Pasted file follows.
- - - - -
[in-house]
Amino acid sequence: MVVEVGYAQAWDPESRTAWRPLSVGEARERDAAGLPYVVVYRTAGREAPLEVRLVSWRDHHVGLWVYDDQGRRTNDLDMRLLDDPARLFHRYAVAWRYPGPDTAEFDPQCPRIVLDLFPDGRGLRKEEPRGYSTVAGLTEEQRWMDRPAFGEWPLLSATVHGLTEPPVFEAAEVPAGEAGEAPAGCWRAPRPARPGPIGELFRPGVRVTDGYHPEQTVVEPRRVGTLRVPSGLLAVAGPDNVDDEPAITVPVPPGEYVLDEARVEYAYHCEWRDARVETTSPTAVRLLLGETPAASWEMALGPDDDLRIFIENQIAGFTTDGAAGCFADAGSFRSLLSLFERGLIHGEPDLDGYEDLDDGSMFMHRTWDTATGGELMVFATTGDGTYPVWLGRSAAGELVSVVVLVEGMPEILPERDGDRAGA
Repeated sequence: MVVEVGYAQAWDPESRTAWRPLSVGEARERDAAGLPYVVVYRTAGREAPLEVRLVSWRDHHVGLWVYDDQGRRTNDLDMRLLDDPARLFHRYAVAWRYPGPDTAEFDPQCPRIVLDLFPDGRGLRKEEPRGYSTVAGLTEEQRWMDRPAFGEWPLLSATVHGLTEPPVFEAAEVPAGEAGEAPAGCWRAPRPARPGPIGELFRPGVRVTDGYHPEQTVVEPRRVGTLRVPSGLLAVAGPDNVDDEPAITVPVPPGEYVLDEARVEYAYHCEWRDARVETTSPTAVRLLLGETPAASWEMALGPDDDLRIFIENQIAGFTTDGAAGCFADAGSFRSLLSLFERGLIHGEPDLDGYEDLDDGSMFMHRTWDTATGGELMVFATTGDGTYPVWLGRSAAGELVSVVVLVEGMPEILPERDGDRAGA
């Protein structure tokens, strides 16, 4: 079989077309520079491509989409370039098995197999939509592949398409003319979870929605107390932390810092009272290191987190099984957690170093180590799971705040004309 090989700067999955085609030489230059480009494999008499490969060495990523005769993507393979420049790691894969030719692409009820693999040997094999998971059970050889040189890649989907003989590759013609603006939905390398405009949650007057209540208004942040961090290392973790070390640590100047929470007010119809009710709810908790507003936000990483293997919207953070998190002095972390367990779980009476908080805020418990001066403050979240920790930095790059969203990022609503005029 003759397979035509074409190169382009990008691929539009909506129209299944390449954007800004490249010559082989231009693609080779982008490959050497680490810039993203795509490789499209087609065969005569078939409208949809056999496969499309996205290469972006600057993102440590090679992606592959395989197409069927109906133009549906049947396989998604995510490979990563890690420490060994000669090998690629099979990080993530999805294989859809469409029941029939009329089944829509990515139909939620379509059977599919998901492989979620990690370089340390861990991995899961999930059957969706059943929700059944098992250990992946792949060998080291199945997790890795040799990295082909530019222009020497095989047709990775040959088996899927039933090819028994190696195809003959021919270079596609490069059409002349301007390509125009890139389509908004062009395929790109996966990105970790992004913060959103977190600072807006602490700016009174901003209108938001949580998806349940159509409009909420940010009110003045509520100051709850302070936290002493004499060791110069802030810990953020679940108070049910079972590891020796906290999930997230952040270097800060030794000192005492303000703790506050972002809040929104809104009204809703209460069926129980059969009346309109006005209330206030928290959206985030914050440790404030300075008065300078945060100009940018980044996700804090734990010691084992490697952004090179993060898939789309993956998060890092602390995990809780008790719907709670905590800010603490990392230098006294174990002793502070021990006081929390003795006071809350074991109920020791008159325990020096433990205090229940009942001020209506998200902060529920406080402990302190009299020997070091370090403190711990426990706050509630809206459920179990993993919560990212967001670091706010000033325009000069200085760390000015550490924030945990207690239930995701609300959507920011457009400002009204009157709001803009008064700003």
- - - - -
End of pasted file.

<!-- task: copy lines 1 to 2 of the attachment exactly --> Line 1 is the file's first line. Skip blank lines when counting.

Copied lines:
[in-house]
Amino acid sequence: MVVEVGYAQAWDPESRTAWRPLSVGEARERDAAGLPYVVVYRTAGREAPLEVRLVSWRDHHVGLWVYDDQGRRTNDLDMRLLDDPARLFHRYAVAWRYPGPDTAEFDPQCPRIVLDLFPDGRGLRKEEPRGYSTVAGLTEEQRWMDRPAFGEWPLLSATVHGLTEPPVFEAAEVPAGEAGEAPAGCWRAPRPARPGPIGELFRPGVRVTDGYHPEQTVVEPRRVGTLRVPSGLLAVAGPDNVDDEPAITVPVPPGEYVLDEARVEYAYHCEWRDARVETTSPTAVRLLLGETPAASWEMALGPDDDLRIFIENQIAGFTTDGAAGCFADAGSFRSLLSLFERGLIHGEPDLDGYEDLDDGSMFMHRTWDTATGGELMVFATTGDGTYPVWLGRSAAGELVSVVVLVEGMPEILPERDGDRAGA